E E Smith

Not Born Yesterday

What Does A Vroomgirl Want?

It's not your father's Oldsmobile.

Posted May 15, 2012

Sigmund Freud, who famously and perhaps peevishly, asked the question, "What does a woman want?" might be surprised to know what a Vroomgirl wants. Of course, Freud never met a Vroomie, nor ever imagined such a thing.

I only recently became aware of the website, Vroomgirls.com, which caters to the female audience seeking different information about cars than do their male counterparts. In other words, what matters to the male buyer may be quite different from what matters to us girls. In my opinion, there is absolutely nothing wrong or unfeminine about being an informed (female) car buyer. I've been buying my own cars for decades, though I am ashamed to say that, mechanically, a car is still something of a mystery to me.

However, according to the author of a recent article on motoring, I am not entirely alone. "For some reason, gear ratios don't interest most women," he says. (Gear ratios? Is he kidding? I haven't even figured out how to change stations on the radio in my Subaru Outback, now 13 years old.)

Enter Vroomgirls.com

Tara Weingarten is a cofounder of the website, just one of a growing number of them aimed at women who care about cars. The lady surely knows her subject, having been Newsweek's auto reviewer for many years before launching Vroomgirls. Her aim is to "leave out the jargon and humanize cars for women." Moreover, she wants the website to be "Motor Trend edited by Martha Stewart."

Tara is at heart a journalist, but recognizes what women want and/or need, and strives to give them information delivered in a stylish way. Not long ago she was on NBC's Today Show, discussing the Vroomgirls website.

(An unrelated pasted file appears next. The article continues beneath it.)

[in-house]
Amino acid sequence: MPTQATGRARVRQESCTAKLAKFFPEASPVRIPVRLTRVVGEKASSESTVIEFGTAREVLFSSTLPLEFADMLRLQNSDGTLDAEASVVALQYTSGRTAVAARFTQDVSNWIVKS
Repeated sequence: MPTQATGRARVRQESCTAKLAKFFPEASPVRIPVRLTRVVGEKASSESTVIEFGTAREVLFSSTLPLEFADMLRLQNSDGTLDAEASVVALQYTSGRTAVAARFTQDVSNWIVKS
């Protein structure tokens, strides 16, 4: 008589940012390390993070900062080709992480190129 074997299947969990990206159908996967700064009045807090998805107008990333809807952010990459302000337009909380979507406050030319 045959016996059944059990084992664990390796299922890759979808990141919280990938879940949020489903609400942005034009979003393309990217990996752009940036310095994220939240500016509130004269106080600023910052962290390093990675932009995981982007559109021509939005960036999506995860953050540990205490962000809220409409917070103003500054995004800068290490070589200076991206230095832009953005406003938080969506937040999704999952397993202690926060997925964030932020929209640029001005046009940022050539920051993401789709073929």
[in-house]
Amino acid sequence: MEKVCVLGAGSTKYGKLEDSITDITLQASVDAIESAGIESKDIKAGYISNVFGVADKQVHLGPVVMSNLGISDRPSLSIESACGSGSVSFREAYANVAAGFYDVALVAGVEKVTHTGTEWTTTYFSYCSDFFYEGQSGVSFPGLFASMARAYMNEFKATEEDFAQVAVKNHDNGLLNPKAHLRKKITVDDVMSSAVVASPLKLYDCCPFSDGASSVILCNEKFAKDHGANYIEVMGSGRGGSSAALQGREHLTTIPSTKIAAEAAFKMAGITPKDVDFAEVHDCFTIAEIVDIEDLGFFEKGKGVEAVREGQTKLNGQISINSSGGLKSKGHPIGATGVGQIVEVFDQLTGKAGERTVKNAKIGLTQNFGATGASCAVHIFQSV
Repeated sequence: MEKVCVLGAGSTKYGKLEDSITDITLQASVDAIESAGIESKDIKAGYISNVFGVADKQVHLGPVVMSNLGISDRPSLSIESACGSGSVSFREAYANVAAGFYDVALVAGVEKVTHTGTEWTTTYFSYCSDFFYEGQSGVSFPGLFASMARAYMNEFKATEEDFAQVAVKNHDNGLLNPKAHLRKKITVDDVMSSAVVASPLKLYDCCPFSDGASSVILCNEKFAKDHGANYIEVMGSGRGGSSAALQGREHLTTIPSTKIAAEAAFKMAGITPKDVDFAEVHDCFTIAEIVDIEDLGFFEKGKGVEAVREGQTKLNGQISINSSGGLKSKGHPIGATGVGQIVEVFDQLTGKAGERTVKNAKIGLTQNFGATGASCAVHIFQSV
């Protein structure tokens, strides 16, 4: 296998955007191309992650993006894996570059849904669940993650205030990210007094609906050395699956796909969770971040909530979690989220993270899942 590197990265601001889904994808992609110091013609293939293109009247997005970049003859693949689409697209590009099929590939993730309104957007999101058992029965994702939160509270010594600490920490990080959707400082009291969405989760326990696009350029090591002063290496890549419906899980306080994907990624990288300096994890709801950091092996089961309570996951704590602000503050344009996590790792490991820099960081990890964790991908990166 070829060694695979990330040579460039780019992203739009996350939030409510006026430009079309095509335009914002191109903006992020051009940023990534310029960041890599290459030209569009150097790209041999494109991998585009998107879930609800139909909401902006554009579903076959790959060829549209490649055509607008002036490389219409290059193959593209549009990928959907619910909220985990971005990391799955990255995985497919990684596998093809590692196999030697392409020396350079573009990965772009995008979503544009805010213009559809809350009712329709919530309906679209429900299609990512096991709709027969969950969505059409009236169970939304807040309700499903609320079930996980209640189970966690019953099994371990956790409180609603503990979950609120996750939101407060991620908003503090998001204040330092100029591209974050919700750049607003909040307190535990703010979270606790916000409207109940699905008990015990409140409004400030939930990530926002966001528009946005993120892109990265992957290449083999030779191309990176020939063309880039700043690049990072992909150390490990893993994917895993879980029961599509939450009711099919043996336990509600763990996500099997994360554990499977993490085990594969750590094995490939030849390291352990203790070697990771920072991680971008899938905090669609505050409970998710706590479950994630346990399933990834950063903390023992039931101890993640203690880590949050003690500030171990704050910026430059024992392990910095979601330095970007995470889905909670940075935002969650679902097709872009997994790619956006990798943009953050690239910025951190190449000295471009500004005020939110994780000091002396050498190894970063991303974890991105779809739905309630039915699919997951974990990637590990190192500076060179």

All right, let's explore the question: why don't women care about cars in the same way that men do? Too often we have been accused of buying a car to match our nail polish rather than being concerned with, say, gas mileage. One reason might be that we are content to leave all those boring statistics to the men in our lives and concentrate instead on the car's appearance. But, as more and more women become heads of household, that is changing. Even I diligently compared the cargo room in the Subaru with less expensive makes and models before I bought it. (I will confess that I went to three different dealers to find the right shade of red.)

So, what does the Vroomgirls website do for us? A quick click will tell you.

The staff, called Vroomies, consists of more than a dozen knowledgeable writers (including two men) of all ages and impressive backgrounds in manufacturing, publicizing, and even test-driving automobiles. They all contribute feature articles, such as reviews of new models, tips on buying and driving a car, recommended road trips, Car of the Month, and more. (April's Car of the Month was the Mazda CX 5, touted by the Vroomies as "inexpensive, fuel efficient and spacious.")

The so-called Big Wheels of the website are the two cofounders, editor-in-chief Tara Weingarten and publisher Marjory Hawkins. What these two don't know about cars isn't worth knowing, or I miss my guess.

There is even a contest or two. "Enter to win a trip to … " which sounds like a lot of fun. (I may get up the nerve to enter one of these days.) The website also lists some pretty fancy sponsors. Ferrari and Lamborghini among them.

Make no mistake. This isn't a website exclusively for women. We have all known men who didn't have a clue when it came to buying and owning a car, though they might not want to admit it. These guys could learn a lot from Vroomgirls.com, along with the rest of us.

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